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Where China Meets India: Burma and the New…
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Where China Meets India: Burma and the New Crossroads of Asia (Original 2011; 2011. Auflage)

von Thant Myint-U (Autor)

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1055200,065 (4.21)13
"An account of the Asian frontier's long and rich history and its modern significance."--Publisher's description.
Mitglied:gaborbasch
Titel:Where China Meets India: Burma and the New Crossroads of Asia
Autoren:Thant Myint-U (Autor)
Info:Farrar, Straus and Giroux (2011), Edition: First Edition, 384 pages
Sammlungen:Deine Bibliothek
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Where China Meets India: Burma and the New Crossroads of Asia von Thant Myint-U (2011)

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One of those rare books which you regret finishing... you want more! The author comes across as a wise, utterly civilized, informed, enlightened soul with deep insights and a wide intellectual and emotional canvas. A bonus for Indians is his foray into the Indian Northeast, and his appeciation of the contributions to Southeast Asia from the Indian civilizational world. ( )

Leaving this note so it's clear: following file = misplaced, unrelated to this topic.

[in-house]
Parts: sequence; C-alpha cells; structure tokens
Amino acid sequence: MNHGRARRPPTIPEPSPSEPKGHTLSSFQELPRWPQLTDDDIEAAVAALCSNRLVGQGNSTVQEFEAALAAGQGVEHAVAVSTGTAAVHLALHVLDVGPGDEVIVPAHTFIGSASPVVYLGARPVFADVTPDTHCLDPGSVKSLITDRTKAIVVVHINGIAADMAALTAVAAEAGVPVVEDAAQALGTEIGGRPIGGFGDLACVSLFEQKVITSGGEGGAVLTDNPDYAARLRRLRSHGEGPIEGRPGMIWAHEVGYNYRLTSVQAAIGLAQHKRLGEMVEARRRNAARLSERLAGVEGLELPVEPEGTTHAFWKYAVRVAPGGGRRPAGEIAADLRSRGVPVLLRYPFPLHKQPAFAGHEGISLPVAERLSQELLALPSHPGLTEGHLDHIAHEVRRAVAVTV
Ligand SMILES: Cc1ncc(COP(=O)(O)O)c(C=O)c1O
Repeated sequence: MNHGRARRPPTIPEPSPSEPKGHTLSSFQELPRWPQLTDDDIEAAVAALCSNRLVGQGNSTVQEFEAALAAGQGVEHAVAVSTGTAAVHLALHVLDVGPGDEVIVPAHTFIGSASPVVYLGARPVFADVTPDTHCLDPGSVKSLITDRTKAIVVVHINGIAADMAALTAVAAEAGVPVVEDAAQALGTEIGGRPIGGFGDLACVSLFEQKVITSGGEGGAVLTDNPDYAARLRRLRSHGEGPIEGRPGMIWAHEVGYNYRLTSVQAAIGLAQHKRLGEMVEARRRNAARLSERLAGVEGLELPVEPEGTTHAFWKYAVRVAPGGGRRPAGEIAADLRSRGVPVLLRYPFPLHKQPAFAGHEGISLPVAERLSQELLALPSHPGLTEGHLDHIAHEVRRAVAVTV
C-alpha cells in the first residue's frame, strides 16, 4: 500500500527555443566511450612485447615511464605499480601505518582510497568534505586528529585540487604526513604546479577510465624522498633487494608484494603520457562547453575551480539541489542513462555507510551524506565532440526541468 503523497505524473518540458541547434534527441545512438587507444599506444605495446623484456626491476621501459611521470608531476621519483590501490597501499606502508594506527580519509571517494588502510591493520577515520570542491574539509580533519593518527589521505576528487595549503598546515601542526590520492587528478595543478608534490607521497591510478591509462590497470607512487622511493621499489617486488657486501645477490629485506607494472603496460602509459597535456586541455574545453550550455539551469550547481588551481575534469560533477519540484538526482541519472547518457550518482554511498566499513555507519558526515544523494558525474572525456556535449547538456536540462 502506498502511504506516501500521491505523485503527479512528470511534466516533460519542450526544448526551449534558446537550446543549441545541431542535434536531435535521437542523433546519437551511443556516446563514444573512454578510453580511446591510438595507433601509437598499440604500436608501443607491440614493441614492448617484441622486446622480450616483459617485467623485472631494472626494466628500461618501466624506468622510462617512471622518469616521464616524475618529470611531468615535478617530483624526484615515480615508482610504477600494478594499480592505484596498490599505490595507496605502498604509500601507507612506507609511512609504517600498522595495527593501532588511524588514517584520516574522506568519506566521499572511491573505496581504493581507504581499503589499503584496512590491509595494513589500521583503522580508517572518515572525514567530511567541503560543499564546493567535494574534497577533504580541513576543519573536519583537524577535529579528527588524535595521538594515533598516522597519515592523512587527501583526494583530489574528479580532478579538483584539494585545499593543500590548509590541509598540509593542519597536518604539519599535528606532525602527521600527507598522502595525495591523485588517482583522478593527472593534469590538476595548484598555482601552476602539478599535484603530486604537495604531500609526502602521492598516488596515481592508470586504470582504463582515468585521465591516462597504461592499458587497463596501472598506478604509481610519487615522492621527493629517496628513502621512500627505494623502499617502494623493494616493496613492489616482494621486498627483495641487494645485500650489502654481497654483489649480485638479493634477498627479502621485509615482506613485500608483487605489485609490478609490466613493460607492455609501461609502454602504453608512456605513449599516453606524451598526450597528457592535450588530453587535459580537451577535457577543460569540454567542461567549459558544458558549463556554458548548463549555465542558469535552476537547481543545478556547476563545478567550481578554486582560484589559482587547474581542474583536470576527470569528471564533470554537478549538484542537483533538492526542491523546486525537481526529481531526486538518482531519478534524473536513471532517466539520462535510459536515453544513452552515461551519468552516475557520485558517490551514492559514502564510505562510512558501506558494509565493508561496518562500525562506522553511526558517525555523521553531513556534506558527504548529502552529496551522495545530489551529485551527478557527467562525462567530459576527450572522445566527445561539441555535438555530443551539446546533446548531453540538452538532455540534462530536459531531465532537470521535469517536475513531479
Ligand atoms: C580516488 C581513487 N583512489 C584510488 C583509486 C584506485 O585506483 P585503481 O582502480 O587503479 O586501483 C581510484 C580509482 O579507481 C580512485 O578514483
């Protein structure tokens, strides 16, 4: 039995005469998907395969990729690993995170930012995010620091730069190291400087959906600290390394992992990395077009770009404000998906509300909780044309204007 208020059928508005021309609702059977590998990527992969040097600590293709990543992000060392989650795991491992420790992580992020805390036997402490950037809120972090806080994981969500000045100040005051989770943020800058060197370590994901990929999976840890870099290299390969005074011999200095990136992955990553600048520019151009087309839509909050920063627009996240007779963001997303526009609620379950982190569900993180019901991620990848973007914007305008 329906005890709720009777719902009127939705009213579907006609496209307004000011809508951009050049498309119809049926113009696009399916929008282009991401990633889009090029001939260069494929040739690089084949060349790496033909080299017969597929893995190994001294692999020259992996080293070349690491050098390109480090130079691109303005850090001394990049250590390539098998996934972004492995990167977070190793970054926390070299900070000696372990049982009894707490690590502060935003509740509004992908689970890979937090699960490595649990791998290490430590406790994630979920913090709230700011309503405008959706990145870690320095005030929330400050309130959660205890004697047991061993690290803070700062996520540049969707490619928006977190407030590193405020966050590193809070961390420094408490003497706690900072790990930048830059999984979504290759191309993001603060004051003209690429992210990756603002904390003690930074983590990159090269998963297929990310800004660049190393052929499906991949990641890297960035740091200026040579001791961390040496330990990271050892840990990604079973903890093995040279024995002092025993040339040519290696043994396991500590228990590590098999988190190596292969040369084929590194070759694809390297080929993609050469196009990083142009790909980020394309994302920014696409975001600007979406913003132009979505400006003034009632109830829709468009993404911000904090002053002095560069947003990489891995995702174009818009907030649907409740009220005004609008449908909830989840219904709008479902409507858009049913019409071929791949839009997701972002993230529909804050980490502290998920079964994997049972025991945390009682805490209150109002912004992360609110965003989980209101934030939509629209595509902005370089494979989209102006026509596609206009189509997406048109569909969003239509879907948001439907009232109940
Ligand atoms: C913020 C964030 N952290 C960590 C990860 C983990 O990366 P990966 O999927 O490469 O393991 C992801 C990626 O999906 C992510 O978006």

Dilip-Kumar | May 20, 2020 |
The book's title should have read "Where China collides with Burma". A country not known for preservation of any kind. Having wiped out most of their cultural and architectural heritage during the cultural revolution and in this mad rush towards the 21st century, and having eaten through pretty much all of its fauna, It is the repeat of this same story for it's much poorer neighbor. Mercilessly cutting down it's forests and decimating it's wildlife. This is certainly not responsible behavior but a kind of rapaciousness that would put even the meanest pirates and poachers to shame.

In the later chapters that are focused on India, the spotlight is on the seven states of the northeast. The author has taken the trouble to to pen in short histories of the various kingdoms that have dotted this region.
  danoomistmatiste | Jan 24, 2016 |
The book's title should have read "Where China collides with Burma". A country not known for preservation of any kind. Having wiped out most of their cultural and architectural heritage during the cultural revolution and in this mad rush towards the 21st century, and having eaten through pretty much all of its fauna, It is the repeat of this same story for it's much poorer neighbor. Mercilessly cutting down it's forests and decimating it's wildlife. This is certainly not responsible behavior but a kind of rapaciousness that would put even the meanest pirates and poachers to shame.